Crowe, Chairman of the Senate Health and Welfare Committee, has been an advocate for Autism awareness. He co-sponsored Senate Bill 199, creating the Tennessee Council on Autism Spectrum Disorder (ASD). The council focuses on aiding those with special needs and their families through providing plans and recommendations on health care and education services.

“The community fostered at this center can last a lifetime,” added Crowe. “With the additional support, individuals with autism can lead dignified, productive lives in their communities and reach their fullest potential.”

The Autism Society of East Tennessee has been building a community that empowers those affected by autism through education, social and supportive service since 1989.

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Sen. Gresham announces $125,000 ThreeStar Competitive Grants awarded to District 26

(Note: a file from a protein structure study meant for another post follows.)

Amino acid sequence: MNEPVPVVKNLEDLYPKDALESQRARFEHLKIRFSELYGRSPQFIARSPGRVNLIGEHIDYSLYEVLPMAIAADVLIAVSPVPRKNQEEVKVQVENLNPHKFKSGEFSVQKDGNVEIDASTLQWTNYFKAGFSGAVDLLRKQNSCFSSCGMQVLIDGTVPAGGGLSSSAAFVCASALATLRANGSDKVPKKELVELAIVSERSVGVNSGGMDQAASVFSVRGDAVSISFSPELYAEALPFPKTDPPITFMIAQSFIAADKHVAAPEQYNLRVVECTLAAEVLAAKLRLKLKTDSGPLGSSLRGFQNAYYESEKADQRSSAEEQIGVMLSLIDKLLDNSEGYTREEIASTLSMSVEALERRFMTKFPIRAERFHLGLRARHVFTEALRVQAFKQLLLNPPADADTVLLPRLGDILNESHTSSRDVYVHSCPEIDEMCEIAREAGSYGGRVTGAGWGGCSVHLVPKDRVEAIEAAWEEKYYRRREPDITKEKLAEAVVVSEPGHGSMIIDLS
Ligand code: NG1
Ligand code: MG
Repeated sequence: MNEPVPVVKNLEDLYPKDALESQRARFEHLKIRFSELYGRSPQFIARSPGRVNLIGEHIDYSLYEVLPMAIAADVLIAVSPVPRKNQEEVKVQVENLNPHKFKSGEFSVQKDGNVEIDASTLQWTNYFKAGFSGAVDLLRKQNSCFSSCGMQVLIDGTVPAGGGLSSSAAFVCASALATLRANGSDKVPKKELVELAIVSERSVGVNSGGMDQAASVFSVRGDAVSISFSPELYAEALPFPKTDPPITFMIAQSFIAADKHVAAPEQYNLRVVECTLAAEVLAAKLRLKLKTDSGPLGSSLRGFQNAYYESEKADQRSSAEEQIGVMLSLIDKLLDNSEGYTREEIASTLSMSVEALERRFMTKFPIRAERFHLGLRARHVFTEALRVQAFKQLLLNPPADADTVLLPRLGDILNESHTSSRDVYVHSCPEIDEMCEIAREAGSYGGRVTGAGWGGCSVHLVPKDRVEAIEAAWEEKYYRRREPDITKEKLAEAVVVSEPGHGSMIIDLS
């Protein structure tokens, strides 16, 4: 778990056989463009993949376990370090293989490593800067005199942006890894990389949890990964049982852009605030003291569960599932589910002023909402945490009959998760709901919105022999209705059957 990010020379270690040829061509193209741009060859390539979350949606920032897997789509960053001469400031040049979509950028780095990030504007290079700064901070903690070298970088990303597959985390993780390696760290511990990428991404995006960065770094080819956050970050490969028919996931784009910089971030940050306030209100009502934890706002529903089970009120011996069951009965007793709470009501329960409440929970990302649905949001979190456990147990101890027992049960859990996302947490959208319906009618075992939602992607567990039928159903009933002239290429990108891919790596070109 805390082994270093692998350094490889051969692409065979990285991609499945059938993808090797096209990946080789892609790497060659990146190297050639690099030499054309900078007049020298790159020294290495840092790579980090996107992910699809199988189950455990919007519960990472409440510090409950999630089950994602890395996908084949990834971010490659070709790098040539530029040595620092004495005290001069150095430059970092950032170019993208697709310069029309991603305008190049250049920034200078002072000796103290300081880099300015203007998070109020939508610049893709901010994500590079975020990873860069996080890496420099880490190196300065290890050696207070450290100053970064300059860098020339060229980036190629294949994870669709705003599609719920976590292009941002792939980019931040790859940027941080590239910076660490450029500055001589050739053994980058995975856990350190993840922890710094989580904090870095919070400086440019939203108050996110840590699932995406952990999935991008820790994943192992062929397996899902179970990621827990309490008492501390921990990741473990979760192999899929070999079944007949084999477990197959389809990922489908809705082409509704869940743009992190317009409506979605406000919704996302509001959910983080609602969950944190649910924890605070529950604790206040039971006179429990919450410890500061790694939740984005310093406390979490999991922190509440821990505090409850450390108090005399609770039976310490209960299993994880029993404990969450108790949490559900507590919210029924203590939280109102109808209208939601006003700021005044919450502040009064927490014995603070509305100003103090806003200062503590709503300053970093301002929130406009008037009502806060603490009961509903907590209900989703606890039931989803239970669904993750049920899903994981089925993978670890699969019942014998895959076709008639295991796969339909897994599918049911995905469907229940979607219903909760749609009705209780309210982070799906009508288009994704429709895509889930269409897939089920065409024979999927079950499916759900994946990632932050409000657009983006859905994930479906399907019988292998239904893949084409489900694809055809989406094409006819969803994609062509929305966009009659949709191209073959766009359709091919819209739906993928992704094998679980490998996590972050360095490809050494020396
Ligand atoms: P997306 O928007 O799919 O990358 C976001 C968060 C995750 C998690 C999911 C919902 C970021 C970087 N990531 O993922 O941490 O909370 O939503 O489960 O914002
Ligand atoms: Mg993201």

NASHVILLE, Tenn. – State Sen. Dolores Gresham (R-Somerville) announced today that seven counties in District 26 have been awarded $125,000 in ThreeStar Competitive Grants from the Tennessee Department of Economic and Community Development (TNECD). The grants will be used for a variety of local programs focused on economic development, public safety, health, education and workforce development.

The grants were awarded to the following counties: Chester County ($15,000), Decatur County ($25,000), Fayette County ($5,000), Hardeman County ($25,000), Hardin County ($15,000), Henderson County ($15,000) and McNairy County ($25,000). TNECD awarded ThreeStar Competitive Grants to 63 of the 75 applicants for a total of $975,000.

“This is tremendous news for my senate district,” said Gresham. “By creating new programs or expanding existing programs, these grants help ensure that our communities and economies are not just growing but thriving for years to come.”